For whatever your skill is modeling, acting, journalism, photography, art, music, etc. theres a place for you to create yourself on social media.
However, since the Internet is readily accessible and available, that also means that it’s incredibly saturated, with thousands of other talented individuals also hoping to make it big.
Most Millennials recognize the importance of utilizing social media, but not all know what to do to set themselves a part from an equally talented crowd.
I recently dropped in on a photoshoot for model Abigail Ratchford’s 2016calendar.
She hasused social media to bediscovered, and it has helped herlaunch a promising modeling and acting career.
Just her Instagram alone now has 2.2 million followers, and is sure to continue growing.
Abigail shared with me these three tips on how Millennials can make the most of social media to get discovered and launch their career.
Girls need to find their certain category. If youre going to be a glamour girl, go all the way. Or, if you love fitness and nutrition, then go further with it, Abigail suggested.
While this is directed mostly for models, it can be generalized, too.
Find what youre good at, and focus on a subcategory of it.
Photographer? Use social media to showcase your awesome portraits of people, or to showcase your skills of taking photos of the cityscape.
While you may be great at multiple facets of your trade, its better to have a centralized theme across your social media outlets.
When I first started, I would look for girls that had big followings, and ask them if they wanted to do a share for share, said Abigail on the importance of networking with similar individuals.
Just as you go to a networking event in person to meet people, you can do the same online.
If you know of someone with similar goals, (i.e. someone else who is trying to be an actor) message him or her!
Why not succeed together? You two can grab a cup of coffee and pitch ideas to one another about skits or script ideas.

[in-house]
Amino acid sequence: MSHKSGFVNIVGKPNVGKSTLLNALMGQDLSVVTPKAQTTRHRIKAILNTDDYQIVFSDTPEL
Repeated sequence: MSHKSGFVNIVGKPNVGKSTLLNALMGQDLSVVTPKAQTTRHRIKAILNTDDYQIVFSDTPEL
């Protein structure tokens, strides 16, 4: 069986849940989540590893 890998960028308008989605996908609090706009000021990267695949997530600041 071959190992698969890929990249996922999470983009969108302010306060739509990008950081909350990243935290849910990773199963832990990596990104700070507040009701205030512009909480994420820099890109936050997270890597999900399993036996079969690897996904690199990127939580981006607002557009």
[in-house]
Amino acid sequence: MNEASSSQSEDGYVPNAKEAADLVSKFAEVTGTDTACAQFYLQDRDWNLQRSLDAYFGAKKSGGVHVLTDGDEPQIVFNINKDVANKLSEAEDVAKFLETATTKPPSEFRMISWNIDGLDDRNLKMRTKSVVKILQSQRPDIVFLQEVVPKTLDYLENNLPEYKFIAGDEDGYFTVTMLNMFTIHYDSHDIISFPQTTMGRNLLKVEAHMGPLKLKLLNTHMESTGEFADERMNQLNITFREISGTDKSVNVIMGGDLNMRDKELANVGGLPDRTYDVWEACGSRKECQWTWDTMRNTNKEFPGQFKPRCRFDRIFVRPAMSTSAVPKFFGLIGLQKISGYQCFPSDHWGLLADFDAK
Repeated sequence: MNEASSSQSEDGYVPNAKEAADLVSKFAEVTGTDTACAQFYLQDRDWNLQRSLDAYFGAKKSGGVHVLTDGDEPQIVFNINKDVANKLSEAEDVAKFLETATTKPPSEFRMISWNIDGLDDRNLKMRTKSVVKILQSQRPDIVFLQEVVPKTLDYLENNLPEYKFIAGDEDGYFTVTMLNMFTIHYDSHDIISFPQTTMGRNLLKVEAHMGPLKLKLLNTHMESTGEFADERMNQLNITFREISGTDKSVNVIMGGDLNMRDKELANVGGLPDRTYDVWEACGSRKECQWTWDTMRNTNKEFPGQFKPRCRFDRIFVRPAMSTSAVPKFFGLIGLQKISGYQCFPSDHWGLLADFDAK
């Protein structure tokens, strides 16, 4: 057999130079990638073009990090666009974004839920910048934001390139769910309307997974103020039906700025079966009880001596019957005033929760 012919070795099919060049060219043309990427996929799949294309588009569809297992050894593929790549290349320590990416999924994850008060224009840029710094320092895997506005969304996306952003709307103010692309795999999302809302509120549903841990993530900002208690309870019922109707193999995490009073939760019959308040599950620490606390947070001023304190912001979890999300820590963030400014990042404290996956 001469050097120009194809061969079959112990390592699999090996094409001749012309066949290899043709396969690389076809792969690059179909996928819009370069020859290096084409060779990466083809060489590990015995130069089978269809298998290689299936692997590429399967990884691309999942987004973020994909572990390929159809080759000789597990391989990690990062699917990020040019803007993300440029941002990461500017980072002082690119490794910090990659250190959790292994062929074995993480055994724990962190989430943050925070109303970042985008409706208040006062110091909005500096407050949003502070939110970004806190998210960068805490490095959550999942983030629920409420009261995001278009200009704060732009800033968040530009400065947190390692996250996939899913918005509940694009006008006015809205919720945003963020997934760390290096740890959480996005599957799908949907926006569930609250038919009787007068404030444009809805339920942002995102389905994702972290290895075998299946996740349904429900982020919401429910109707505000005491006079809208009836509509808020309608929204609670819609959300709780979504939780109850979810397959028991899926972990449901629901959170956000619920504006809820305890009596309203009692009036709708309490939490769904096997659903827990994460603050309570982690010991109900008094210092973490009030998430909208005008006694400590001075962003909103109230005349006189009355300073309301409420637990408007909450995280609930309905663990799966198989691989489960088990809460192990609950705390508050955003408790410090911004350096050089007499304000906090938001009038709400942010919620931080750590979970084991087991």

Then, when your skit is finished, you can each post videos on your social media channels and tag each other. Now everyone following them has been exposed to you and vice versa.
This also works when reaching out to people with talents that are different than yours, but are equally beneficial.
For example, in Abigails case, she first got noticed when her photographer friend posted photos of her on social media.
Every model needs a photographer, and every photographer needs a subject to shoot.
Similarly, if youre a musician, youll need a producer, and if youre a producer you want to produce for as many musical artists as possible.
If I dont have any pictures to post, Ill go to Funny or Die or Vine accounts that have hilarious videos and Ill post them, Abigail shared.
Of course you should focus on your specific talent, but everyone loves a funny or newsworthy post now and then.
Sharing something you personally laughed at, or offering an opinion on relevant material, helps people see you are relatable and more than just a person with talent.
It also helps gain follower engagement, rather than just likes.
When you showcase yourself as an approachable, relatable person, youre less of a distant figure on the Internet and you boost your marketability factor.
Youre in control of (social media). Before social media you had to be discovered or you had to book a big role to get the exposure. Now you have the opportunity to create yourself,Abigail concluded.
When it comes to social media, you are your own manager, agent or PR rep.
You have free reign to be whoever you want to be.
While becoming a household name (in whatever industry youre in) isnt always easy, smart social media practices can most certainly help boost your career.